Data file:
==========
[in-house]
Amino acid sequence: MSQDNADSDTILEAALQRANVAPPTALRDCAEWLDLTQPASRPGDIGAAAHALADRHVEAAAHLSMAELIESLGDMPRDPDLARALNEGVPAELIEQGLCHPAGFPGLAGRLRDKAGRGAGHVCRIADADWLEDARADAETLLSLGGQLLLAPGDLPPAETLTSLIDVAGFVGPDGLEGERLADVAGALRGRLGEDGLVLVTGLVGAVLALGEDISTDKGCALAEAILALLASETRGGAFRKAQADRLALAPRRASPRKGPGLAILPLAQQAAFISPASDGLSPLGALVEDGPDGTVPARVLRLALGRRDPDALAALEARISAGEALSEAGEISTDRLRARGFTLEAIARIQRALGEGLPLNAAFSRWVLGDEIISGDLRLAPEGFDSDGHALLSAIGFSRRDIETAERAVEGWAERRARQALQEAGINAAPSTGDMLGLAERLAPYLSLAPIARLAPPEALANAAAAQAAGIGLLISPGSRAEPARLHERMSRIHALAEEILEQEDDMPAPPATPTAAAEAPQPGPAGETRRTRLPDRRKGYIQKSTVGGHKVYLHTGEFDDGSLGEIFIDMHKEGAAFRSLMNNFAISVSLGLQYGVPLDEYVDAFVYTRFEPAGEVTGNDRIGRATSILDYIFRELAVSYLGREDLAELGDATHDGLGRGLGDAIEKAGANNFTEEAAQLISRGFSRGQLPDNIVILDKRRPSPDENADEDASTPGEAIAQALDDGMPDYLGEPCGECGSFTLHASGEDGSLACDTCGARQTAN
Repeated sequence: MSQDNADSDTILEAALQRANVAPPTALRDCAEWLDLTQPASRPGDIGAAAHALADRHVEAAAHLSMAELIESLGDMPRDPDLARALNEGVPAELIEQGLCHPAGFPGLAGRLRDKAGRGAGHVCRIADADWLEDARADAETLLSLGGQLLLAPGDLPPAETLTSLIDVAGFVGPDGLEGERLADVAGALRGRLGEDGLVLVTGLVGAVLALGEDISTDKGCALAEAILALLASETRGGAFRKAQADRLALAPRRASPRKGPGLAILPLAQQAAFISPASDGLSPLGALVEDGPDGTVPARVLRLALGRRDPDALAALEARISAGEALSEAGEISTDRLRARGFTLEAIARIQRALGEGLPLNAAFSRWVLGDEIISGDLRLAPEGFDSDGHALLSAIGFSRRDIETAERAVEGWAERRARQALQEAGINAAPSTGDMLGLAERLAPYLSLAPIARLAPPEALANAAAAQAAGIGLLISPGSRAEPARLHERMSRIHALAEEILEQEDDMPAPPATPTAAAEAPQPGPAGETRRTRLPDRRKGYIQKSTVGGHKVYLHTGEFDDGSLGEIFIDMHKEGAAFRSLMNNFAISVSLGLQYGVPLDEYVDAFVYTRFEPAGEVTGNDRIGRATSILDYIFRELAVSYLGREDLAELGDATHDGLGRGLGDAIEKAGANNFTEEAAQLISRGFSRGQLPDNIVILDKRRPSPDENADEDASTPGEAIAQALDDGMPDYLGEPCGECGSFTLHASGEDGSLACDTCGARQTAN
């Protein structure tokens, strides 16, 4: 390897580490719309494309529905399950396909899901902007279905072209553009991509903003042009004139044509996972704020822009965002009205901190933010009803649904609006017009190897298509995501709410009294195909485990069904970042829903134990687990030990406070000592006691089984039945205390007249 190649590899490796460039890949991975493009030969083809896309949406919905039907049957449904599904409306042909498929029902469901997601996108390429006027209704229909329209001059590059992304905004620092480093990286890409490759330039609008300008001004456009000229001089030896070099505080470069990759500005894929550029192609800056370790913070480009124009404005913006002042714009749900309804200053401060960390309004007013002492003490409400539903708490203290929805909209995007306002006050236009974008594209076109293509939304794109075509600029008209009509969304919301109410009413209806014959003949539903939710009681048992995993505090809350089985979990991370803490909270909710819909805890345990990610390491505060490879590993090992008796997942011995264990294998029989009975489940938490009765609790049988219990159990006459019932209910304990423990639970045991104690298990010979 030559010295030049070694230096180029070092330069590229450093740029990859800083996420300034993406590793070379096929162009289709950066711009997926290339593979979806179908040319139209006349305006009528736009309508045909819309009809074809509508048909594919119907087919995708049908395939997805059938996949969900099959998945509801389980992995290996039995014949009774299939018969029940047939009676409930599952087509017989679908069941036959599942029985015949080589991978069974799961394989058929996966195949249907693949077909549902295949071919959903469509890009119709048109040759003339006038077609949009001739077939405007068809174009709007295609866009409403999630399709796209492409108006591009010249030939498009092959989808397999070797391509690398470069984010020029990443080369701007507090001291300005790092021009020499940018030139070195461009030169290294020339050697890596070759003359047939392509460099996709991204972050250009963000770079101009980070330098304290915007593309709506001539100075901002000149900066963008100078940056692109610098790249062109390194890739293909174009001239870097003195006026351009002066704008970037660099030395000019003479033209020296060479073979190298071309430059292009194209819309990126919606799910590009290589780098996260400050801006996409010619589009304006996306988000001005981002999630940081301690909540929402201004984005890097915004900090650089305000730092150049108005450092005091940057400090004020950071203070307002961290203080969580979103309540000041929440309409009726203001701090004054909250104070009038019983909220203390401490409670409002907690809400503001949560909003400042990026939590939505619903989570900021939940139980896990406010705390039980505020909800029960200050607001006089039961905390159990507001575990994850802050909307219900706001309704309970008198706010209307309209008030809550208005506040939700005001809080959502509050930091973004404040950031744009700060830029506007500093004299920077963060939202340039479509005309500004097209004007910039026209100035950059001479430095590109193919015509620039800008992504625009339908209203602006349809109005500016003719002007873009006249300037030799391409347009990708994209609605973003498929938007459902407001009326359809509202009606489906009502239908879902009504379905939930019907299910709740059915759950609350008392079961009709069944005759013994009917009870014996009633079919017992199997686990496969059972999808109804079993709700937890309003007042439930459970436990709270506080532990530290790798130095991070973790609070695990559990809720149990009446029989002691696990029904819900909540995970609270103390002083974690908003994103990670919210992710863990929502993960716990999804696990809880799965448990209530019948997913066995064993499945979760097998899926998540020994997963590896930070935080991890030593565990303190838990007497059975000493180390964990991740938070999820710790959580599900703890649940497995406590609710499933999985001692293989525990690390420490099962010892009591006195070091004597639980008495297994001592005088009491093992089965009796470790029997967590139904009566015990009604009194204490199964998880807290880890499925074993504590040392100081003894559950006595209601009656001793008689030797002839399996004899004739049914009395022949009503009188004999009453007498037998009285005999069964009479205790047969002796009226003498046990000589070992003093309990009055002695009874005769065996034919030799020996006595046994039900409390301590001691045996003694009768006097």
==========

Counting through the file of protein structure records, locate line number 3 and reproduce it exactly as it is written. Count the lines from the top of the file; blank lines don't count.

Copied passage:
Repeated sequence: MSQDNADSDTILEAALQRANVAPPTALRDCAEWLDLTQPASRPGDIGAAAHALADRHVEAAAHLSMAELIESLGDMPRDPDLARALNEGVPAELIEQGLCHPAGFPGLAGRLRDKAGRGAGHVCRIADADWLEDARADAETLLSLGGQLLLAPGDLPPAETLTSLIDVAGFVGPDGLEGERLADVAGALRGRLGEDGLVLVTGLVGAVLALGEDISTDKGCALAEAILALLASETRGGAFRKAQADRLALAPRRASPRKGPGLAILPLAQQAAFISPASDGLSPLGALVEDGPDGTVPARVLRLALGRRDPDALAALEARISAGEALSEAGEISTDRLRARGFTLEAIARIQRALGEGLPLNAAFSRWVLGDEIISGDLRLAPEGFDSDGHALLSAIGFSRRDIETAERAVEGWAERRARQALQEAGINAAPSTGDMLGLAERLAPYLSLAPIARLAPPEALANAAAAQAAGIGLLISPGSRAEPARLHERMSRIHALAEEILEQEDDMPAPPATPTAAAEAPQPGPAGETRRTRLPDRRKGYIQKSTVGGHKVYLHTGEFDDGSLGEIFIDMHKEGAAFRSLMNNFAISVSLGLQYGVPLDEYVDAFVYTRFEPAGEVTGNDRIGRATSILDYIFRELAVSYLGREDLAELGDATHDGLGRGLGDAIEKAGANNFTEEAAQLISRGFSRGQLPDNIVILDKRRPSPDENADEDASTPGEAIAQALDDGMPDYLGEPCGECGSFTLHASGEDGSLACDTCGARQTAN